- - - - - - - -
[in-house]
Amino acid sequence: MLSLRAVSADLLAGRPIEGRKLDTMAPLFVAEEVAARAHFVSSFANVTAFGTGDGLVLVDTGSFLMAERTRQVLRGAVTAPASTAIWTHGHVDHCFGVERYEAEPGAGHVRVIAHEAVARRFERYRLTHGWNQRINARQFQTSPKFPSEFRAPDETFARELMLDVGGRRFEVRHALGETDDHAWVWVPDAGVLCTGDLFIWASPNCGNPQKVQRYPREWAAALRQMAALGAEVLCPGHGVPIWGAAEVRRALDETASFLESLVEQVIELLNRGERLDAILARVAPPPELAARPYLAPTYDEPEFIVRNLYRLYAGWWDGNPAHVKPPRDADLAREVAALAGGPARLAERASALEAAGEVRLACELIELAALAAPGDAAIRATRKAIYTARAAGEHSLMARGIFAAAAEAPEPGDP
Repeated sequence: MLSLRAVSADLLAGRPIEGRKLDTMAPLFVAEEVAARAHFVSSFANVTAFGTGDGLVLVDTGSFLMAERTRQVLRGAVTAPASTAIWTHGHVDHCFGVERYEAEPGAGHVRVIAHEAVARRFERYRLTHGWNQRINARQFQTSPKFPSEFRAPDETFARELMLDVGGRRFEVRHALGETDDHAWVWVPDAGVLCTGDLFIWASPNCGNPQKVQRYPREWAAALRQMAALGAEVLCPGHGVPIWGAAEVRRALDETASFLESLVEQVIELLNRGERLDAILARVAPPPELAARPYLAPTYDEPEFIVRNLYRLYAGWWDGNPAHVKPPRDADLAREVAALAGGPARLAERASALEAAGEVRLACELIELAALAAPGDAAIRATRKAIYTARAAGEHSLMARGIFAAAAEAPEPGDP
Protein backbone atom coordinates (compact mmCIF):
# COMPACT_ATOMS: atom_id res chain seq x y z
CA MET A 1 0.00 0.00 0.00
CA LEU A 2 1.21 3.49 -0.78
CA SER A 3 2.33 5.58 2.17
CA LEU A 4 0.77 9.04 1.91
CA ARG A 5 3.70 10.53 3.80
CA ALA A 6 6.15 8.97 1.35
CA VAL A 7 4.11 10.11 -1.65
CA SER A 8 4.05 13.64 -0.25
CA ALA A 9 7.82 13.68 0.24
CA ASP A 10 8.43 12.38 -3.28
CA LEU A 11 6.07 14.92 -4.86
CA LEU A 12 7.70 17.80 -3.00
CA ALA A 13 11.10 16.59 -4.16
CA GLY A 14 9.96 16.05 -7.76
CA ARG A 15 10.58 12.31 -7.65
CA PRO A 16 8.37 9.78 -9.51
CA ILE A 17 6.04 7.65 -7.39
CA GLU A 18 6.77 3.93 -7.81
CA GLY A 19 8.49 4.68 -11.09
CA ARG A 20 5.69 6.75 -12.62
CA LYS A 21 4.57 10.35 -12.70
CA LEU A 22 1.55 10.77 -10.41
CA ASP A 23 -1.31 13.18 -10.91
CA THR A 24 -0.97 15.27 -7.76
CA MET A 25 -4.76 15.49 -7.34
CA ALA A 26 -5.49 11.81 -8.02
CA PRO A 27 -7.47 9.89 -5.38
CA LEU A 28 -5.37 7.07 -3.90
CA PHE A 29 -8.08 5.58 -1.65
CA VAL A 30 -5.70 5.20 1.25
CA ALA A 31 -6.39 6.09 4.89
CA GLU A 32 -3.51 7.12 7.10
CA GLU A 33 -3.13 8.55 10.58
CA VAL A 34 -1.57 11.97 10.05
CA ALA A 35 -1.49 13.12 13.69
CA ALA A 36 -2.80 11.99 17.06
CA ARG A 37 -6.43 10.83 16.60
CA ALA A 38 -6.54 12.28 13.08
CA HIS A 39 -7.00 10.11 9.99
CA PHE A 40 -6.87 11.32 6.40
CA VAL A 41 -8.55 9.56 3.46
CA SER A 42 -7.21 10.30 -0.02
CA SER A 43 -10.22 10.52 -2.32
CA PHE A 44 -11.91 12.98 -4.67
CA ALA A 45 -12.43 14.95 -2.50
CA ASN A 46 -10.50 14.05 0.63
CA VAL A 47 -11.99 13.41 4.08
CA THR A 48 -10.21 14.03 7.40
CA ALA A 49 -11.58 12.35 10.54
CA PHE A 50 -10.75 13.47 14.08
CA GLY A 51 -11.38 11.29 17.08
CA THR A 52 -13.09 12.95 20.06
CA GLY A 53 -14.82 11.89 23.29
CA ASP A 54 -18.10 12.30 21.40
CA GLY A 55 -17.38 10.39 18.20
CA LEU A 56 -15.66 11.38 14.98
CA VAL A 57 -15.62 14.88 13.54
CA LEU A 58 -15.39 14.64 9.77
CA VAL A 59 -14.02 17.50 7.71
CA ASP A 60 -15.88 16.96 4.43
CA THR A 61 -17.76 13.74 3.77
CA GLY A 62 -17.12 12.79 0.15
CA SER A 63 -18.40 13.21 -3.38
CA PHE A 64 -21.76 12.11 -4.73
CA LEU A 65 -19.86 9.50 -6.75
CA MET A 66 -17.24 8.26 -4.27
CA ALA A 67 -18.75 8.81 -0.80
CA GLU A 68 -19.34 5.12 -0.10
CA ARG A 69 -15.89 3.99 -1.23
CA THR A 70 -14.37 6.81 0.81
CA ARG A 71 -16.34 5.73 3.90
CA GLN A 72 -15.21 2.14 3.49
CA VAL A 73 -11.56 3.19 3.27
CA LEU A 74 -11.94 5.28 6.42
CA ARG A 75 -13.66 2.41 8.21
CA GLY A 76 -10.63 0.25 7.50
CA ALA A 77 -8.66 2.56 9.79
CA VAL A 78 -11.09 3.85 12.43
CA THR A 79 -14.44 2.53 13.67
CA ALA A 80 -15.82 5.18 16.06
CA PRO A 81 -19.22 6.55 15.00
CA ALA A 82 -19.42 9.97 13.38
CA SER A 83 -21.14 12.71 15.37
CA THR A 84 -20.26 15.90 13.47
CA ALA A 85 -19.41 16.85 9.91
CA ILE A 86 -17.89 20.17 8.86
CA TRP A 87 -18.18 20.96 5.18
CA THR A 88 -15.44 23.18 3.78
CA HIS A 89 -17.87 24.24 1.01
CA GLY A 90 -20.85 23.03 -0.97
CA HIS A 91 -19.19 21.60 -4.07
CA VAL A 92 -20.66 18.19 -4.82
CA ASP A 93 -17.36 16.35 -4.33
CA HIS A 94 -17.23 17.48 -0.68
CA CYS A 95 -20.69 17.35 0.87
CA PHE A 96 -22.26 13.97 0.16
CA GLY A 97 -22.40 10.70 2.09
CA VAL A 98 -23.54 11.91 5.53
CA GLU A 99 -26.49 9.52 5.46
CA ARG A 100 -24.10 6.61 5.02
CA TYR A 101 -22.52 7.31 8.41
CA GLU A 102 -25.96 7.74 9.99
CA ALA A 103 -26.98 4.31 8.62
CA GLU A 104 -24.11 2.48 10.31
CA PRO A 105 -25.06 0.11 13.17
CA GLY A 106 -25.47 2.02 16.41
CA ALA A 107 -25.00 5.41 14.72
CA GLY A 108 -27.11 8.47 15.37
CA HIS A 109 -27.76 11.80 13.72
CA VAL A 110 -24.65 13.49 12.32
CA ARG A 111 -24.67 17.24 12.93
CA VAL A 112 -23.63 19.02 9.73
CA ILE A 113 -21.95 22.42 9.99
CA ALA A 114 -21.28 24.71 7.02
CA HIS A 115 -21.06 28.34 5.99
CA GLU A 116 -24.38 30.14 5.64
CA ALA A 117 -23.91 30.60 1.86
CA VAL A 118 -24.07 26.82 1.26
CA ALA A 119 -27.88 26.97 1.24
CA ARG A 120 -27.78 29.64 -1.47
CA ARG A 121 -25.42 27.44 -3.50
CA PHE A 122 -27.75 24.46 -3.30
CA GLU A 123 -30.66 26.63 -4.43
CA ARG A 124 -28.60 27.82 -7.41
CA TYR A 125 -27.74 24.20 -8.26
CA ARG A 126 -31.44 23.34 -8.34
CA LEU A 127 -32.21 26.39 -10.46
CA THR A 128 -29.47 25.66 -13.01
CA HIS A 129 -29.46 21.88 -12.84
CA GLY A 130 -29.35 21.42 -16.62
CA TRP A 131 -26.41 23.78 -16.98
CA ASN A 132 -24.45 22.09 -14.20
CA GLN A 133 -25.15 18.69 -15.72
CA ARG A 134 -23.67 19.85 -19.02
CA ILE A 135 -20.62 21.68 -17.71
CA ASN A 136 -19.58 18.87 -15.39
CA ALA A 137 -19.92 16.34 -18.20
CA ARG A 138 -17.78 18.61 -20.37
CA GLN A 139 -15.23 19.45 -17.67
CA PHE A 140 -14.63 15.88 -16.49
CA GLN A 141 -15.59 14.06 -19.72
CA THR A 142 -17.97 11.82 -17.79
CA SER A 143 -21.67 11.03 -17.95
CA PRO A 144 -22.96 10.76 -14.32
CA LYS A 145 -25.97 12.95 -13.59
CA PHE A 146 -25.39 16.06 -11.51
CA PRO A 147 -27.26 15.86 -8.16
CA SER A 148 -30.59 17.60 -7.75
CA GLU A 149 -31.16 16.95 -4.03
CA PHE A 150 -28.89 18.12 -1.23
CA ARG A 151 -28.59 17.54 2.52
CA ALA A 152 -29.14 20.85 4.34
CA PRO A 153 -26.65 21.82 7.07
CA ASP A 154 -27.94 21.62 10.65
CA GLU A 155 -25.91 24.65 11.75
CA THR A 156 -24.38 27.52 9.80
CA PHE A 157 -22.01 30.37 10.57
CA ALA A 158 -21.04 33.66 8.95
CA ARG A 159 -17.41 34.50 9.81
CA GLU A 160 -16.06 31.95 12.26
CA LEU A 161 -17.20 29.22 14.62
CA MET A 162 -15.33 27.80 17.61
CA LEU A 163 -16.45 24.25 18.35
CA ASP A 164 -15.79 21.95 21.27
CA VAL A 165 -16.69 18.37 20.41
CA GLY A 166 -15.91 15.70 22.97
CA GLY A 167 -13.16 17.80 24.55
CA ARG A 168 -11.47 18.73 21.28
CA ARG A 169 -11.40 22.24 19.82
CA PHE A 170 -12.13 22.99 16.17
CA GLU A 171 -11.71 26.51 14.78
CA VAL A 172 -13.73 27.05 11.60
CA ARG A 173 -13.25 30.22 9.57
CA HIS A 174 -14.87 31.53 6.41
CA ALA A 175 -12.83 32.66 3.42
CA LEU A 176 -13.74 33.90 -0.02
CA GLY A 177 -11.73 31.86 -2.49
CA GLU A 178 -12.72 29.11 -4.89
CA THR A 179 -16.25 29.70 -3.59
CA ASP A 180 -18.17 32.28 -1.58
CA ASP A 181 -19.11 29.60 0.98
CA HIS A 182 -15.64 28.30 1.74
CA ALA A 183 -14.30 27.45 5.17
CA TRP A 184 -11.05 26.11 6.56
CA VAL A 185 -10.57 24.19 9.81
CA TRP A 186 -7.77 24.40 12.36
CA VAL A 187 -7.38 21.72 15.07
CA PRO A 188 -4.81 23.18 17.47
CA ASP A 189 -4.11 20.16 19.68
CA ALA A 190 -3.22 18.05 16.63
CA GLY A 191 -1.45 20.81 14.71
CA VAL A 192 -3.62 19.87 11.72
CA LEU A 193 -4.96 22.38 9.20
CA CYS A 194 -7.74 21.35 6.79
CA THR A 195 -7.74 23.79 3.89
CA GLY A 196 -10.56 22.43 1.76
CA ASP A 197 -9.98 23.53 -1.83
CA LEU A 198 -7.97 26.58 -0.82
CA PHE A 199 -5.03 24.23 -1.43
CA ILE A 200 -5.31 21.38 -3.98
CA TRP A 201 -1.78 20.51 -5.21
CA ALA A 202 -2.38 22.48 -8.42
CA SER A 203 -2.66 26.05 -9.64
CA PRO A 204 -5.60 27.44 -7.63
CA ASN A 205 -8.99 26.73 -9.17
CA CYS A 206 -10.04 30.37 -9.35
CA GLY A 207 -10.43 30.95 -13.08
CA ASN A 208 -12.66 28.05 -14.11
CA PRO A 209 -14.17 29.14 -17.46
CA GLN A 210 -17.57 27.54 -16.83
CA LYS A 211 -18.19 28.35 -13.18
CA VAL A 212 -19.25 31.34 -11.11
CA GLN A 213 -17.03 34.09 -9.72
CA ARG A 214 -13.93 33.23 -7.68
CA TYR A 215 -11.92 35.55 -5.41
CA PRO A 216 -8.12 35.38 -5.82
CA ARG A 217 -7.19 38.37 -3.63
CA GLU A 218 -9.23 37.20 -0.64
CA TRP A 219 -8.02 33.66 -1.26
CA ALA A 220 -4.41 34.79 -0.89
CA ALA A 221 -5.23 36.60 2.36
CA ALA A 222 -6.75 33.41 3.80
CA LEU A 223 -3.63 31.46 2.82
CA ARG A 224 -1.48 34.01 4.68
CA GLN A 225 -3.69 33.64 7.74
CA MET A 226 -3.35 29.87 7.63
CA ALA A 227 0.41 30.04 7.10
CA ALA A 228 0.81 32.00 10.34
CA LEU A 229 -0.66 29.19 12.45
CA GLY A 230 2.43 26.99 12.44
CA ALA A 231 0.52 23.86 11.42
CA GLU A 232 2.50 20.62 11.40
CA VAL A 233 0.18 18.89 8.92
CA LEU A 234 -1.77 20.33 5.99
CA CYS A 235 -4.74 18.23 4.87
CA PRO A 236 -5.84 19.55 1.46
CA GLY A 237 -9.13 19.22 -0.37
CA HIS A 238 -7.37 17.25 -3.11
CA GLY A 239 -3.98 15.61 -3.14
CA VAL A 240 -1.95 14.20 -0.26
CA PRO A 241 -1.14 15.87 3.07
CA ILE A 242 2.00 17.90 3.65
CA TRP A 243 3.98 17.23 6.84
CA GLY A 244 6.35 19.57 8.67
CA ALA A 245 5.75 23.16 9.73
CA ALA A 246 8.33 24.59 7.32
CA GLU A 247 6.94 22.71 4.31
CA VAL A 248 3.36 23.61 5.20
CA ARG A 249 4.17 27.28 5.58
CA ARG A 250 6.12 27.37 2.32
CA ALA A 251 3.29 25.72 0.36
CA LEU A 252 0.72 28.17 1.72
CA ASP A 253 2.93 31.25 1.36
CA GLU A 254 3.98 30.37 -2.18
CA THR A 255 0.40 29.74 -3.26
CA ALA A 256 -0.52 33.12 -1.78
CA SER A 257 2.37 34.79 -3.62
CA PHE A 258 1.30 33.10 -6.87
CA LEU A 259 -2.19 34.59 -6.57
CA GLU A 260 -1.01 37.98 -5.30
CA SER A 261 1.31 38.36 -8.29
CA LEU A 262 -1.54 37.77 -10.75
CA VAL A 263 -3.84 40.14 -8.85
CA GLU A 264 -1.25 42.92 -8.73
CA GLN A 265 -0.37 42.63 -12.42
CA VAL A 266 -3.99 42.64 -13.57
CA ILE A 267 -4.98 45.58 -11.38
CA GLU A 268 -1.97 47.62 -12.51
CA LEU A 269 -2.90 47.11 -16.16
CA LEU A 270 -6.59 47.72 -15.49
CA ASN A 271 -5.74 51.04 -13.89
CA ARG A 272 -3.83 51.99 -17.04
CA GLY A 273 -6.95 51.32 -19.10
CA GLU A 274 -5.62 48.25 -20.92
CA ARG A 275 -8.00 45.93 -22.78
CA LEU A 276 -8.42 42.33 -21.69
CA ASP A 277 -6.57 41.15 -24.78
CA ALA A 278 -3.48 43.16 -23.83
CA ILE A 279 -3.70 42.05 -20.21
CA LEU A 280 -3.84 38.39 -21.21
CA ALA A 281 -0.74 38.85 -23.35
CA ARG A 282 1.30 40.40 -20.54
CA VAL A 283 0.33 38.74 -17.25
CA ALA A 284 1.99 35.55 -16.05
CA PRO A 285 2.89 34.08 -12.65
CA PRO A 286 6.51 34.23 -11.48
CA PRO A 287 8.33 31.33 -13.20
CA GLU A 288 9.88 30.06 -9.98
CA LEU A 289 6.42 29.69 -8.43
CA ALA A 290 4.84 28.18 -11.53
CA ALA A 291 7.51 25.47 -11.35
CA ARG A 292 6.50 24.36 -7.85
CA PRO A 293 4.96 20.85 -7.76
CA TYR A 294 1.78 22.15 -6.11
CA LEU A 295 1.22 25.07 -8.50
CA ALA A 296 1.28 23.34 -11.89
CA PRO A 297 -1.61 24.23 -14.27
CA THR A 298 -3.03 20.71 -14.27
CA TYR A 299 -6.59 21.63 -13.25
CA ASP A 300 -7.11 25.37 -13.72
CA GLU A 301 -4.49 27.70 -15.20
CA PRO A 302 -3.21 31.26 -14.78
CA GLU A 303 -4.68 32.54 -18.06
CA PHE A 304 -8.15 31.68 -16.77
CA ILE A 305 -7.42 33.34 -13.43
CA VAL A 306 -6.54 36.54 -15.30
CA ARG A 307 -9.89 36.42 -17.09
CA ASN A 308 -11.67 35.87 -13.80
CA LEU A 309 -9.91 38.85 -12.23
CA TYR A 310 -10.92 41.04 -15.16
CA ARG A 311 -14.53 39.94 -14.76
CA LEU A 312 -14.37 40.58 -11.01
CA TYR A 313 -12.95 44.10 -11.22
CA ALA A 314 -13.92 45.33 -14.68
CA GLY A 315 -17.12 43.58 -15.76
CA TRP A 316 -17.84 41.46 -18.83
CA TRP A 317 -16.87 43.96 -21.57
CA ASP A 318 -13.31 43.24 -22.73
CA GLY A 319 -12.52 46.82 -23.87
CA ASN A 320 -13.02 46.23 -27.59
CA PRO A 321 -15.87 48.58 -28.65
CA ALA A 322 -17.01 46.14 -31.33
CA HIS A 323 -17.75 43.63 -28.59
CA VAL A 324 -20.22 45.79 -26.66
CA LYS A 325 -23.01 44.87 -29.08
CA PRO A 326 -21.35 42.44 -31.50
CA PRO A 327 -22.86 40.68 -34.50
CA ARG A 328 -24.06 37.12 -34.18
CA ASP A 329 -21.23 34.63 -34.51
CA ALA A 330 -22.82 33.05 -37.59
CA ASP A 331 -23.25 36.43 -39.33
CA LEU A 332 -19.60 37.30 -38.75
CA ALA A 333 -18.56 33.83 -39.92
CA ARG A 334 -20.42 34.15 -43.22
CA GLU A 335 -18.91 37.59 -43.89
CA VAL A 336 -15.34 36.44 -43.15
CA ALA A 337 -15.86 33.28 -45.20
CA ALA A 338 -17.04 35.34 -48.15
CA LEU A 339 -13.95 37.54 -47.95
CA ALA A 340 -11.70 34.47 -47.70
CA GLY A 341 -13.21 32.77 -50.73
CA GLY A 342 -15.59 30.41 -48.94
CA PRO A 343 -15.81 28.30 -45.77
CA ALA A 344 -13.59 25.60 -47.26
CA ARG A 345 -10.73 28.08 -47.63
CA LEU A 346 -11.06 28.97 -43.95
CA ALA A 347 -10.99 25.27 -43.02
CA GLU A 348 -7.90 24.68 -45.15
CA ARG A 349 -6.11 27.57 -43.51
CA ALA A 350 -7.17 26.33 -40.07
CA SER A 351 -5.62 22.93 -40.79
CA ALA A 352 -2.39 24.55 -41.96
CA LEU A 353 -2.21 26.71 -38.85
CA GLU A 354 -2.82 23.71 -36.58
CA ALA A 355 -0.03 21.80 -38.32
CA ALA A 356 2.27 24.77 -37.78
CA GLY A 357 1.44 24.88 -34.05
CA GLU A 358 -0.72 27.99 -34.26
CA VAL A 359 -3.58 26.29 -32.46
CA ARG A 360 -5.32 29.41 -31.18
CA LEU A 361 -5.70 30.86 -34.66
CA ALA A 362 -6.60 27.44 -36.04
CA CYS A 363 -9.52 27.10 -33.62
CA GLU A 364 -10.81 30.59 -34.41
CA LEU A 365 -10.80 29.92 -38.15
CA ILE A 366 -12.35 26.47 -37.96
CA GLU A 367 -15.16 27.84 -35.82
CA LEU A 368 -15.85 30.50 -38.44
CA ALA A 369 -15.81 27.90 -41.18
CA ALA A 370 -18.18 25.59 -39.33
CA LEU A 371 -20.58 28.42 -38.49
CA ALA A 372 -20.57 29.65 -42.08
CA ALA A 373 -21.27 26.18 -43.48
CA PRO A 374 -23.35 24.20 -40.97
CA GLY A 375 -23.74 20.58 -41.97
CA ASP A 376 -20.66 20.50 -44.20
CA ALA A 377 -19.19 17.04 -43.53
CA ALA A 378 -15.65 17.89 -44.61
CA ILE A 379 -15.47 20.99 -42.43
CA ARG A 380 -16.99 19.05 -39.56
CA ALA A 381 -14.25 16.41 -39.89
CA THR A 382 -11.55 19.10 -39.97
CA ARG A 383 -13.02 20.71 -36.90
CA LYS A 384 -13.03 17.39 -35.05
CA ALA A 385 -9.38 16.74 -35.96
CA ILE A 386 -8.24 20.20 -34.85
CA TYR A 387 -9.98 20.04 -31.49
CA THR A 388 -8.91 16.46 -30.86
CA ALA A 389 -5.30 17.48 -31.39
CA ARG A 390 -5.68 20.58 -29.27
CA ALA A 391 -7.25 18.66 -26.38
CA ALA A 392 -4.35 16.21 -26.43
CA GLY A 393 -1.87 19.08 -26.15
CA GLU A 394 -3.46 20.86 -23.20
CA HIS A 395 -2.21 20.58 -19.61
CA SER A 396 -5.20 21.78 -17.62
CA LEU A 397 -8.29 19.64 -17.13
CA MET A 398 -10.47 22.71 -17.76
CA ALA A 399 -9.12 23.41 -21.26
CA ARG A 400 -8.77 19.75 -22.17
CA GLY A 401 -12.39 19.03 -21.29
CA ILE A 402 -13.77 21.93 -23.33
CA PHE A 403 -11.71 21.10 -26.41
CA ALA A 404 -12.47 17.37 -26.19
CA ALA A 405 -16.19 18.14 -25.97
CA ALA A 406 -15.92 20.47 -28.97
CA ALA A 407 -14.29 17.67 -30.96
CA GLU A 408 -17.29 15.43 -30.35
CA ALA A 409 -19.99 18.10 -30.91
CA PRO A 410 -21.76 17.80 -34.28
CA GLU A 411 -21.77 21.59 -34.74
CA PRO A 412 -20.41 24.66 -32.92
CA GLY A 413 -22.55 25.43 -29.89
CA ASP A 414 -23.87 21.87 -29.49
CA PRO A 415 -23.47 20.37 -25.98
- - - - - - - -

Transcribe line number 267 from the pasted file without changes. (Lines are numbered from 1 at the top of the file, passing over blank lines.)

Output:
CA LEU A 262 -1.54 37.77 -10.75